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Update for the Hive Mind(ed)
April 16, 2009 9:39 AM   Subscribe

Honeybees are very important players in our web-o-life; 80% of modern crop pollination depends on them. For the last 4 or 5 years, however, they have been dying off in huge numbers from an affliction known as Colony Collapse Disorder. After much fretting and hard work, scientists may have found a cure.
posted by Benny Andajetz (47 comments total) 12 users marked this as a favorite

 
Thanks for this follow-up. As my apple and pear trees are starting to blossom, I was wondering whether I could expect to get any fruit this fall. Oh, and also whether we are all going to die from the possible screw-up in the food chain...
posted by spacewrench at 9:47 AM on April 16, 2009 [1 favorite]


I hope this pans out. I love bees.
posted by infinitywaltz at 9:47 AM on April 16, 2009 [4 favorites]


Whew, back to worrying about asteroids.

The researchers then treated the infected surviving under-populated colonies with the antibiotic drug, flumagillin and demonstrated complete recovery of all infected colonies.

What a boon for the tiny hypodermic industry!
posted by DU at 9:49 AM on April 16, 2009 [12 favorites]


This is very good news. Hope they come up with a way to restore all the lost hives.
posted by RussHy at 9:49 AM on April 16, 2009


Oh thank god.
posted by 235w103 at 9:51 AM on April 16, 2009


This is great news. Thanks for the update. Still though, every time I see headlines about this I can't help but think that "Colony Collapse Disorder" sounds like a Joy Division song.
posted by dersins at 9:53 AM on April 16, 2009 [4 favorites]


This brings the current tally to: Science 56,119,067,153 Prayer 0
posted by Optimus Chyme at 9:54 AM on April 16, 2009 [48 favorites]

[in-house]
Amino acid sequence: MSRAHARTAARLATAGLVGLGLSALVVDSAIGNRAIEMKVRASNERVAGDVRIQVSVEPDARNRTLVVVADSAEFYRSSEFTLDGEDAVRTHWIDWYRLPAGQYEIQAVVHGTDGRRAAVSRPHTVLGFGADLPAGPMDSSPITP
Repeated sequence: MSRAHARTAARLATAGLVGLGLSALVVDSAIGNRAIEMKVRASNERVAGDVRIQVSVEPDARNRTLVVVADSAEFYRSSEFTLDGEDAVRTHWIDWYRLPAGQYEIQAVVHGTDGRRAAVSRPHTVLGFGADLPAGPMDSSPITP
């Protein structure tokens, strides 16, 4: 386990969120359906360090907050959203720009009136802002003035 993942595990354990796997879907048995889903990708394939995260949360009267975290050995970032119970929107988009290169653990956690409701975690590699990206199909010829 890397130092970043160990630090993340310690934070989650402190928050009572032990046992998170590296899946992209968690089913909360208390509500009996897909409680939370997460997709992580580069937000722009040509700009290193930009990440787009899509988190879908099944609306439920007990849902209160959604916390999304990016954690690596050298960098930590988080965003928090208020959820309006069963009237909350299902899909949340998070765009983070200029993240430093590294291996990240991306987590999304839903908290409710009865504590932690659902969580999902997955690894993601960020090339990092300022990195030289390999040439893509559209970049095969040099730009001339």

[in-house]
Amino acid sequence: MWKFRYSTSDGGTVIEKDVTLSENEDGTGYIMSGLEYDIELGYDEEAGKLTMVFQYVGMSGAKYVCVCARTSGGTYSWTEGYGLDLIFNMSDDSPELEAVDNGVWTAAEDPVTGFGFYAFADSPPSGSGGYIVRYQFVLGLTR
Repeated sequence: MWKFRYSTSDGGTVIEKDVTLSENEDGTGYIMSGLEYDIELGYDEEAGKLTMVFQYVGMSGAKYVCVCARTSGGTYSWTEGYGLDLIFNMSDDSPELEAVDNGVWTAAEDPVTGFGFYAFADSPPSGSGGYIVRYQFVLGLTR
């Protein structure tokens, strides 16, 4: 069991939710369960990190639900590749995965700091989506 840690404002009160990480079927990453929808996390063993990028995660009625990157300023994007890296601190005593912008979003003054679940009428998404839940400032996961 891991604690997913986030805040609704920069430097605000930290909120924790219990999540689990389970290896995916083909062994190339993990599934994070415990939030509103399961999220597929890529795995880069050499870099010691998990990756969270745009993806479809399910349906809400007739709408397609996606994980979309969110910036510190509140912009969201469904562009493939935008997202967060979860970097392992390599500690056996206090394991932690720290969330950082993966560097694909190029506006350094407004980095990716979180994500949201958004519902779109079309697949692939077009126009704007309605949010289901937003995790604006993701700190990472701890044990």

The solution for a disease caused by industrial farming practices is artificial antibiotics? Awesome. Soon enough honeybees will be just as perfect as chickens.
posted by Nelson at 9:55 AM on April 16, 2009 [2 favorites]


What do I wear for bee weather?

So, let me get this straight. Bees start vanishing for some unknown reason and this threatens the entire food chain. It would appear to be the result of a strange parasite and then Scientists work night and day to create a cure and they seem to be on the verge of one?

That's the prologue?

Okay then, just try not to look too surprised when the gigantic telepathic bees enslave you to work in vast Liliacaterias.
posted by The Whelk at 9:56 AM on April 16, 2009 [2 favorites]


Flumagillin? Or fumagillin?
posted by pracowity at 9:59 AM on April 16, 2009


You fool! The giant bees are a red herring! It's the bee parasites that are the true telepathic masters, and they're evolving to subsist on a new creature: man!
posted by infinitywaltz at 9:59 AM on April 16, 2009


The solution for a disease caused by industrial farming practices is artificial antibiotics?

From the article: They found no evidence of any other cause of the disease (such as the Varroa destructor, IAPV or pesticides), other than infection with Nosema ceranae.

Do you know something about how these Noseeums would arise from some unspecified "industrial farming practice" or did you you just jerk your knee?
posted by DU at 10:00 AM on April 16, 2009 [3 favorites]


This cure doesn't work on africanized bees, right? Great, 'cause they're assholes.
posted by preparat at 10:01 AM on April 16, 2009 [1 favorite]


Oh, I just jerked my knee. I respectfully bow to the superior knowledge of any apiarists on Metafilter.

(But it wasn't entirely a knee jerk. I remember an article from a week or two ago about the industrial farming practice problem with bees.. Something about having a diet of only one kind of flower, or being overworked, or...)
posted by Nelson at 10:03 AM on April 16, 2009


On a serious note, this is great news, thanks for the post!
posted by preparat at 10:04 AM on April 16, 2009


Do you know something about how these Noseeums would arise from some unspecified "industrial farming practice" or did you you just jerk your knee?

It might be worth investigating whether industrial farming practices, like moving bees around to to pollinate different areas, weakens their resistance to disease.
posted by No Robots at 10:05 AM on April 16, 2009 [1 favorite]


Multi-national agri-chemical corporation to buy-up the worldwide rights to produce flumagillin in 3...2...1...
posted by Thorzdad at 10:05 AM on April 16, 2009